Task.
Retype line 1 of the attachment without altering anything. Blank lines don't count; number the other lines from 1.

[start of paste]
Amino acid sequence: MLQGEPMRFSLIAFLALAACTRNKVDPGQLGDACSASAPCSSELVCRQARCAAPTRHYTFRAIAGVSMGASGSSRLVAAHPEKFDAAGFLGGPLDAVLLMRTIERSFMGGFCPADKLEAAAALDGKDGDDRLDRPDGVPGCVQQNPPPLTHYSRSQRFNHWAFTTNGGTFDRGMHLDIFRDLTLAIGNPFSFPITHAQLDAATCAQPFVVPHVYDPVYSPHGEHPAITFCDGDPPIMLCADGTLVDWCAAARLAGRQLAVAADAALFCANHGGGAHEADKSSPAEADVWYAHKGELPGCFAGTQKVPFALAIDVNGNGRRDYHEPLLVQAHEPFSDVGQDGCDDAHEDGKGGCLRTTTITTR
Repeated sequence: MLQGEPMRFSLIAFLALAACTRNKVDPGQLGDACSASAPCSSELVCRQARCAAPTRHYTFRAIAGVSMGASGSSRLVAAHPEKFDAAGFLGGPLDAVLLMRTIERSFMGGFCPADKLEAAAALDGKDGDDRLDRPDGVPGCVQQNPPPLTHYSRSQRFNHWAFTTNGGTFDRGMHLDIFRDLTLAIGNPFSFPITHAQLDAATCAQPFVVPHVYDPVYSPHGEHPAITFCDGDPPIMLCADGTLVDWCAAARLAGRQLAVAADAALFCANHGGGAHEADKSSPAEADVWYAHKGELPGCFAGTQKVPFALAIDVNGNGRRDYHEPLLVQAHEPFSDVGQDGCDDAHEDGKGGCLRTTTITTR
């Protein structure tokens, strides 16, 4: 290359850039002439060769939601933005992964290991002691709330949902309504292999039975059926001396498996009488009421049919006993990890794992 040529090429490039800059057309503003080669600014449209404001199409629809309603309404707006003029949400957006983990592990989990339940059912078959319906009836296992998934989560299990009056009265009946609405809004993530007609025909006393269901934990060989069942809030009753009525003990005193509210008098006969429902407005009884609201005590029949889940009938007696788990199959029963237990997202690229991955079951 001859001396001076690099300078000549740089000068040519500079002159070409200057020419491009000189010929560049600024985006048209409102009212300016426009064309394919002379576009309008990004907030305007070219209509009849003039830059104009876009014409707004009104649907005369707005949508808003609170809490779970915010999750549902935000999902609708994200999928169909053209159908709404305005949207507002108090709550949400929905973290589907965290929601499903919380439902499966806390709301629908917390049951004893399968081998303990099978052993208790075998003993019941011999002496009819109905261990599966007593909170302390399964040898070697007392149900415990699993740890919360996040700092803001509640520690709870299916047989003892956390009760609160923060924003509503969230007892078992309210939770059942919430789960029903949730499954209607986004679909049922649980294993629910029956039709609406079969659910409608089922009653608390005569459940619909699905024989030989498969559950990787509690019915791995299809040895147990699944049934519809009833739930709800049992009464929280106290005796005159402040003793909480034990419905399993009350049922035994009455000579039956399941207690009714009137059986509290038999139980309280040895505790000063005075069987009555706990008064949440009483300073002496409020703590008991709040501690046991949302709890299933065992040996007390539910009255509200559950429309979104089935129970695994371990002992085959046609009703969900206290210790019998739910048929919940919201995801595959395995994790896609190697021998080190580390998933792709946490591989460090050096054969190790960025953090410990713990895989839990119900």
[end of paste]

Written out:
Amino acid sequence: MLQGEPMRFSLIAFLALAACTRNKVDPGQLGDACSASAPCSSELVCRQARCAAPTRHYTFRAIAGVSMGASGSSRLVAAHPEKFDAAGFLGGPLDAVLLMRTIERSFMGGFCPADKLEAAAALDGKDGDDRLDRPDGVPGCVQQNPPPLTHYSRSQRFNHWAFTTNGGTFDRGMHLDIFRDLTLAIGNPFSFPITHAQLDAATCAQPFVVPHVYDPVYSPHGEHPAITFCDGDPPIMLCADGTLVDWCAAARLAGRQLAVAADAALFCANHGGGAHEADKSSPAEADVWYAHKGELPGCFAGTQKVPFALAIDVNGNGRRDYHEPLLVQAHEPFSDVGQDGCDDAHEDGKGGCLRTTTITTR